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  • Writer's pictureWill

Nutrition Nugget - Vitamin K

We all want to function at our best and it starts at the plate. How and what we eat is a very important element of our overall health. At times, it seems like there is too much information to process about nutrition. It is not helped by the marketing practices of health products. This can lead to confusion and frustration. When we are frustrated, we tend to throw our hands up and quit. We are not going to let you quit. To help you make sense of the sea of information, we will break it down into simplified nuggets.

Today's Nutrition Nugget is about Vitamin K.

Vitamin K is a micro-nutrient. This means the body needs these in very small amounts. Vitamin K is a group of micro-nutrient compounds. This means each compound has a slightly different function in your body. Vitamin K is fat soluble. This means Vitamin K can be stored in the body for future use. Vitamin K helps your blood coagulate/clot. It regulates calcium metabolism. Vitamin K supports bone health.

Where We Get Vitamin K

The best source of Vitamin K is in your food. (Remember, your specific diet is a decision best left to you and your qualified health care provider.) Vitamin K is found in both meat and plant sources.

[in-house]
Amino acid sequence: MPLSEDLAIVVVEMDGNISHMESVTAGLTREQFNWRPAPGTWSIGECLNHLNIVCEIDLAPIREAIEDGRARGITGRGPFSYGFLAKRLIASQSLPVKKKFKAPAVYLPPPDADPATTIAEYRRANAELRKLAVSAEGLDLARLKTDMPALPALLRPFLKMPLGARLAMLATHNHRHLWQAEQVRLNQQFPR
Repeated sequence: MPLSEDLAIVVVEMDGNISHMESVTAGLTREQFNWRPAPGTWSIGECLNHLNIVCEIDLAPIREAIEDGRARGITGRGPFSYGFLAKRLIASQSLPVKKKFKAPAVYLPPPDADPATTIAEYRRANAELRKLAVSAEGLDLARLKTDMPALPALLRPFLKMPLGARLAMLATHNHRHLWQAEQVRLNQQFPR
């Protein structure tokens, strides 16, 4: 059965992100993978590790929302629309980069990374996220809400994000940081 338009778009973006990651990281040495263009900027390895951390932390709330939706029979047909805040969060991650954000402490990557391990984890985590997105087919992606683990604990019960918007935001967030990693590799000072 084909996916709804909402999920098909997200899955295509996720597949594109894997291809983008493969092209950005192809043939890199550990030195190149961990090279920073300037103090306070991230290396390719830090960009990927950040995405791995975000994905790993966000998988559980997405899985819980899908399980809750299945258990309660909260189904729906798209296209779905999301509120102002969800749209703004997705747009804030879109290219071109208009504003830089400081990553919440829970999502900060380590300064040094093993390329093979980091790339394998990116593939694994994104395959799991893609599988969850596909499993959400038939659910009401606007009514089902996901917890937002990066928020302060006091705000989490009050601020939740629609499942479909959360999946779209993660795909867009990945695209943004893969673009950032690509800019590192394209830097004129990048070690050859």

Vitamin K is in Dairy:

  • Milks - Cow and Goat

  • Cheeses - Blue Cheese, Brie, Edam, Cheddar, Colby, Gouda, Gruyere, Mozzarella and Swiss.

  • Yogurts - Be mindful that Fat Free versions tend to not have Vitamin K as a result.

Vitamin K is in Vegetables, Fruits and Nuts:

  • Vegetables - Asparagus, Avocado, Bean Sprouts, Beet Greens, Broccoli, Brussel Sprouts, Butterhead Lettuce, Cabbage, Carrots, Collard Greens, Dandelion Greens, Endive, Escarole, Green Beans, Green Leaf Lettuce, Green Onions, Kale, Mustard Greens, Parsely, Peas, Pumpkin, Radicchio, Rapini, Red Bell Pepper, Red Kidney Beans, Romaine Lettuce, Soybeans, Spinach, Spring Mix Lettuce, Swiss Chard, Tomato, Turnip Greens, Watercress

  • Fruit - Blackberry, Blueberry, Fig, Grapes, Kiwi, Prunes, Rasberries,Red Currants, Rhubarb

  • Nuts and Seeds - Cashews, Hazelnut, Pecans, Pine Nuts, Pistachios and Walnuts

Vitamin K is in Meats and Seafood:

  • Meats and Animal Products - Animal Livers, Eggs, Chicken, Ground Beef, Pork , Veal

Vitamin K is in Oils and Fats:

  • Canola Oil

  • Olive Oil

  • Soybean Oil

Remember, getting the best out of your food doesn't require a hefty price tag. Add variety in the sources of your nutrition. When it comes to nutrition there is little difference between fresh, frozen or canned.


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